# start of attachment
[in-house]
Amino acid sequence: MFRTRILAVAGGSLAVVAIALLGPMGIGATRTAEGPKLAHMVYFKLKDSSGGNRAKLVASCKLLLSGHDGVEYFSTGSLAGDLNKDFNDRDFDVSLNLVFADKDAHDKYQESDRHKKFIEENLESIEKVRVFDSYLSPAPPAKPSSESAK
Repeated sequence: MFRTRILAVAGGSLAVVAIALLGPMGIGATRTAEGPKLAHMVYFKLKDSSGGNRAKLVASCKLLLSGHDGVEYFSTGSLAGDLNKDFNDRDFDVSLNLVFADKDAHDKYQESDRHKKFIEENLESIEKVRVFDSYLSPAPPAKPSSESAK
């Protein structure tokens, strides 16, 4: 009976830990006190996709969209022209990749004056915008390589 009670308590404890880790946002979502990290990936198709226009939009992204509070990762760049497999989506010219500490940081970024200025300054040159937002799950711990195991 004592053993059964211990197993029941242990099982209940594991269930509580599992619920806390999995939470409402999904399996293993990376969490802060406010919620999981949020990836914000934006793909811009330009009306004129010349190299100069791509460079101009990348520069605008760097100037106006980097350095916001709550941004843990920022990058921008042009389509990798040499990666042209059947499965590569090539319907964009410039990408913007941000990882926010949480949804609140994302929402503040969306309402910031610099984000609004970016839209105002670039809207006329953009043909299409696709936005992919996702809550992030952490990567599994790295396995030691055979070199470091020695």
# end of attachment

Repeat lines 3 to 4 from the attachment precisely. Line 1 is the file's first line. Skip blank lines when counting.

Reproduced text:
Repeated sequence: MFRTRILAVAGGSLAVVAIALLGPMGIGATRTAEGPKLAHMVYFKLKDSSGGNRAKLVASCKLLLSGHDGVEYFSTGSLAGDLNKDFNDRDFDVSLNLVFADKDAHDKYQESDRHKKFIEENLESIEKVRVFDSYLSPAPPAKPSSESAK
């Protein structure tokens, strides 16, 4: 009976830990006190996709969209022209990749004056915008390589 009670308590404890880790946002979502990290990936198709226009939009992204509070990762760049497999989506010219500490940081970024200025300054040159937002799950711990195991 004592053993059964211990197993029941242990099982209940594991269930509580599992619920806390999995939470409402999904399996293993990376969490802060406010919620999981949020990836914000934006793909811009330009009306004129010349190299100069791509460079101009990348520069605008760097100037106006980097350095916001709550941004843990920022990058921008042009389509990798040499990666042209059947499965590569090539319907964009410039990408913007941000990882926010949480949804609140994302929402503040969306309402910031610099984000609004970016839209105002670039809207006329953009043909299409696709936005992919996702809550992030952490990567599994790295396995030691055979070199470091020695």